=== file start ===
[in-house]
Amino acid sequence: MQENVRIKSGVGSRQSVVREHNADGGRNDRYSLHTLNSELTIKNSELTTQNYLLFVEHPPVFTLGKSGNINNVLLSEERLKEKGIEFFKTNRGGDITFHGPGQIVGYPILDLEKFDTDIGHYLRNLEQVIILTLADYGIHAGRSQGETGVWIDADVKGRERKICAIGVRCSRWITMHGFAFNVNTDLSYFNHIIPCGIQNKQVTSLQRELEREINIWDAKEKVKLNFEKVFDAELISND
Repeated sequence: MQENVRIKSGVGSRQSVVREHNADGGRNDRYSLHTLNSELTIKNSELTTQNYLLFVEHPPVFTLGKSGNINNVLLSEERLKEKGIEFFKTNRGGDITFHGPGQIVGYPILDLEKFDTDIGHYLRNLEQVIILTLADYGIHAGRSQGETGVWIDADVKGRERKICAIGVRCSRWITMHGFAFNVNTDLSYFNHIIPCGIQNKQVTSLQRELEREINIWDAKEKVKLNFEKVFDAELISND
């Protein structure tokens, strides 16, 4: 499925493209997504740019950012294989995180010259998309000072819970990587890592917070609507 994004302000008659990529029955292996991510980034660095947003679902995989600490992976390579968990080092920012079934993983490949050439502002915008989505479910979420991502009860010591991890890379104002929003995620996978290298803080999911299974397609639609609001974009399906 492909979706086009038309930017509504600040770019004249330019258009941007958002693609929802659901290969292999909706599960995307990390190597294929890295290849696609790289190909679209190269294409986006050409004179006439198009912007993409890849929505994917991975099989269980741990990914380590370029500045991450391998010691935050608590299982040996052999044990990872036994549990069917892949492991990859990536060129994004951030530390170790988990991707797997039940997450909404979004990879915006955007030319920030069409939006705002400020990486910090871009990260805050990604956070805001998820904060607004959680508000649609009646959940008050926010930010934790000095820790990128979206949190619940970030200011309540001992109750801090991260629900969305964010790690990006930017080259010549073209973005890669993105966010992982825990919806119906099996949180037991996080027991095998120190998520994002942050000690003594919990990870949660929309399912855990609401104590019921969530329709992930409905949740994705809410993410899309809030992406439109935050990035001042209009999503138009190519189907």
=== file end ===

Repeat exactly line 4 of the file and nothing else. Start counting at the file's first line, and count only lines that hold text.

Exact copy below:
């Protein structure tokens, strides 16, 4: 499925493209997504740019950012294989995180010259998309000072819970990587890592917070609507 994004302000008659990529029955292996991510980034660095947003679902995989600490992976390579968990080092920012079934993983490949050439502002915008989505479910979420991502009860010591991890890379104002929003995620996978290298803080999911299974397609639609609001974009399906 492909979706086009038309930017509504600040770019004249330019258009941007958002693609929802659901290969292999909706599960995307990390190597294929890295290849696609790289190909679209190269294409986006050409004179006439198009912007993409890849929505994917991975099989269980741990990914380590370029500045991450391998010691935050608590299982040996052999044990990872036994549990069917892949492991990859990536060129994004951030530390170790988990991707797997039940997450909404979004990879915006955007030319920030069409939006705002400020990486910090871009990260805050990604956070805001998820904060607004959680508000649609009646959940008050926010930010934790000095820790990128979206949190619940970030200011309540001992109750801090991260629900969305964010790690990006930017080259010549073209973005890669993105966010992982825990919806119906099996949180037991996080027991095998120190998520994002942050000690003594919990990870949660929309399912855990609401104590019921969530329709992930409905949740994705809410993410899309809030992406439109935050990035001042209009999503138009190519189907």